Win a copy of For the Love of Paw Paws this week in the Fruit Trees forum!
  • Post Reply Bookmark Topic Watch Topic
  • New Topic
permaculture forums growies critters building homesteading energy monies kitchen purity ungarbage community wilderness fiber arts art permaculture artisans regional education experiences global resources the cider press projects digital market private forums all forums
this forum made possible by our volunteer staff, including ...
master stewards:
  • Nicole Alderman
  • r ranson
  • Anne Miller
  • paul wheaton
  • Jocelyn Campbell
  • Mike Jay Haasl
  • Burra Maluca
garden masters:
  • James Freyr
  • Joylynn Hardesty
  • Steve Thorn
  • Greg Martin
  • Carla Burke
  • Dave Burton
  • Pearl Sutton

Rock Dust on the cheap!

Posts: 978
Location: Virginia USDA 7a/b
hugelkultur forest garden hunting chicken food preservation bee
  • Likes 4
  • Mark post as helpful
  • send pies
  • Quote
  • Report post to moderator
Have you been snookered into buying Azomite? Well I was! I think it is a very nice profile but it is around $30 for a 50# bag. I made some calls to various quarries, and most of them will give you their assay of mineral content. This is not a complete profile, but pretty decent. And free!

Since the dust is the least marketable thing they make (it is basically waste from the crusher) generally you can get it under $20 a ton! Some smaller operations will give it to you!

I started this after reading Bryant Redhawk's post on soil, because for many of us with depleted soils this is a major reason for poor growth and plant sickness. This year I am going to use granite dust, the next time around I may need basalt, which has a higher metallic component. I am going to run a complete mineral test every year, but the dust is so cheap you might just want to empirically treat.

Azomite  mineral assay shows it is actually pretty deficient in iron, which has been a problem in some of my beds, while some of the local dusts (both granites by the way) have quite a bit more. One of the companies MSDS shows the basalt around here has much more magnesium and iron. So often there are different available dusts pretty close by. Folks in the red clay areas might want a nice low iron content dust. I have two assays from quarries not more than 10 miles apart in the images and the profiles are totally different!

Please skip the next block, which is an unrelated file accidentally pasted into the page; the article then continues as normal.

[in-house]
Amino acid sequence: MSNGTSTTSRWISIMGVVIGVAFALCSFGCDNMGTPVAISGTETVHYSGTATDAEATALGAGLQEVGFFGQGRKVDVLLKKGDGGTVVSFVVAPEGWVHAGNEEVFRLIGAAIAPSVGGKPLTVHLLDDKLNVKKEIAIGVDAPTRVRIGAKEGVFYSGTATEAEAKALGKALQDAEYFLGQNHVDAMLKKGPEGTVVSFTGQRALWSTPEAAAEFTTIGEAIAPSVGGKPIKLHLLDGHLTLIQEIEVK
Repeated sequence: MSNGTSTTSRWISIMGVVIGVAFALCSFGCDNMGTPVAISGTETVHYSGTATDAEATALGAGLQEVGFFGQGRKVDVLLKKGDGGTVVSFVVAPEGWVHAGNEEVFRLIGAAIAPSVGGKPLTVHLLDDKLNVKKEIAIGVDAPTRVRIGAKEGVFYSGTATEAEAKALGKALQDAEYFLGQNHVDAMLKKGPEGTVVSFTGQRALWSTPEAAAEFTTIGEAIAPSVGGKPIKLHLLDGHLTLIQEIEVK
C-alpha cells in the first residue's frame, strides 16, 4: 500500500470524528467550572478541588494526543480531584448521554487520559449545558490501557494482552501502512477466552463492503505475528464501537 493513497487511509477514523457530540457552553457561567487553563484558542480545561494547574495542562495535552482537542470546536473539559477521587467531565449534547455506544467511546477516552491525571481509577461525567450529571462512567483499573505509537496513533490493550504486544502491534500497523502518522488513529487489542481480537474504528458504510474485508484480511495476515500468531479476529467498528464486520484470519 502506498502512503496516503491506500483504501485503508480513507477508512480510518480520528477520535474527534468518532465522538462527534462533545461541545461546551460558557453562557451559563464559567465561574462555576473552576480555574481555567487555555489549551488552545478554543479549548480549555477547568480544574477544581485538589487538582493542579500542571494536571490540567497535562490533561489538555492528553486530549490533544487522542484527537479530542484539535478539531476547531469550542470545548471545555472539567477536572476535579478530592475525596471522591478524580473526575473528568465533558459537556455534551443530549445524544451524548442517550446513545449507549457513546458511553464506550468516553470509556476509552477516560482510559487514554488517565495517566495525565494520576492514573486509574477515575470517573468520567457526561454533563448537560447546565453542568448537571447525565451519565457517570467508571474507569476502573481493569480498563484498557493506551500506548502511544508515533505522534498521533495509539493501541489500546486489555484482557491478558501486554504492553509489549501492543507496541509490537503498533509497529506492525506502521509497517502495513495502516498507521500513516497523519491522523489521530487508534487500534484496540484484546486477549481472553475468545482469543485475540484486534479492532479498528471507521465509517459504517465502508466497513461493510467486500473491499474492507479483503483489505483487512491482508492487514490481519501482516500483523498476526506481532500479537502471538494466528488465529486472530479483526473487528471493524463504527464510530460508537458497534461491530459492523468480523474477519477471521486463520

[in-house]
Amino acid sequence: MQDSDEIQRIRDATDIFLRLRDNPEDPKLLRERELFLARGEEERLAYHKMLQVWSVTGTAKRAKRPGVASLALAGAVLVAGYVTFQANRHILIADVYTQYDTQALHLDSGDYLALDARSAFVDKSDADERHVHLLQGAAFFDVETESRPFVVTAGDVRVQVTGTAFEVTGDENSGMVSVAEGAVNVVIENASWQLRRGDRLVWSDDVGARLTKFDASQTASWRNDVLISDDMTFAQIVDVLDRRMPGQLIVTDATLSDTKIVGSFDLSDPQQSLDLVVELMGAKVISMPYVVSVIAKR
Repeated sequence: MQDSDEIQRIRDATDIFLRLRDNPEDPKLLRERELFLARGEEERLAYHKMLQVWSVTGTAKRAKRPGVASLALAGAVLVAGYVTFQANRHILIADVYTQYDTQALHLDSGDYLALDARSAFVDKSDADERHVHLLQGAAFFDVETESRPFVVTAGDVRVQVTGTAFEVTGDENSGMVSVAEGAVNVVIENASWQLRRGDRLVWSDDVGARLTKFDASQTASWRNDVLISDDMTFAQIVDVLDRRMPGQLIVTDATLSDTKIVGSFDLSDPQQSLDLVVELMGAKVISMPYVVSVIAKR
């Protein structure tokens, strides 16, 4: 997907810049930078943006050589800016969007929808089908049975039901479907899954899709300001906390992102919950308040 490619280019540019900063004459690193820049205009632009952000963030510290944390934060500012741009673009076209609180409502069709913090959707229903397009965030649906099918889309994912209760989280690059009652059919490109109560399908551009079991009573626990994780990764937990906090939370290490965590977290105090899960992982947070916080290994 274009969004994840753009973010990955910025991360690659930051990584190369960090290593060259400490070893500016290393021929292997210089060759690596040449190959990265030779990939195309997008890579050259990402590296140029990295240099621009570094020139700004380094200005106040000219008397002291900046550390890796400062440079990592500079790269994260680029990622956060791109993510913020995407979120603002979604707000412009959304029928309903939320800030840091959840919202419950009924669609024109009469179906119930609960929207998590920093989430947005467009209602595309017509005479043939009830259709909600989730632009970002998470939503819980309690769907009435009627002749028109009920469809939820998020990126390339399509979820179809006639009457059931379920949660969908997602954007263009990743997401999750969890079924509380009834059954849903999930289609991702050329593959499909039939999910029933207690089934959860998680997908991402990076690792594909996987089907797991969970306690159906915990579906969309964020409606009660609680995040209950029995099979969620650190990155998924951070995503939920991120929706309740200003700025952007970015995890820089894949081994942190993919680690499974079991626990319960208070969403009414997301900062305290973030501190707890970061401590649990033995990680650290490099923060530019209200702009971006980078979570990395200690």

One other word on these, many times the shipping is more than the dust, so if you have a couple friends who could use 5 tons (it's about a yard of material per ton) you drop your price dramatically by splitting a delivery. There is also a website called rockdustlocal that has done detailed assays on dusts and may be able to hook you up with a good profile, I am sure they charge something for their service, but it might be worth it if you don't know where to start on the quest for super soil.

Happy soil building!

[Thumbnail for boscobel.jpg]
[Thumbnail for powhatan.jpg]
Posts: 2771
Location: West Tennessee
cat purity trees books chicken food preservation cooking building homestead
  • Mark post as helpful
  • send pies
  • Quote
  • Report post to moderator
Very cool!! Thanks for the info!
Posts: 6284
Location: Vilonia, Arkansas - Zone 7B/8A stoney, sandy loam soil pH 6.5
hugelkultur dog forest garden duck fish fungi hunting books chicken writing homestead
  • Mark post as helpful
  • send pies
  • Quote
  • Report post to moderator
Iron is always going to be higher in Igneous rock dust than other types of rock dust.

One of the best profiles I've come across was from a "normal" lava flow that had been put through a hammer mill crusher, the mineral profile was really good, almost as complete as sea water for the majority of higher than trace amount minerals, Fe, Mg, Mn, Co, Cu and many others.

These are the main minerals you can find in magma as it comes out of the volcano. It is also why so many plants do so well in Hawaii, all that soil is based in weathered down lava and so super mineral rich.
Bring me the box labeled "thinking cap" ... and then read this tiny ad:
Heat your home with the twigs that naturally fall of the trees in your yard
  • Post Reply Bookmark Topic Watch Topic
  • New Topic
Boost this thread!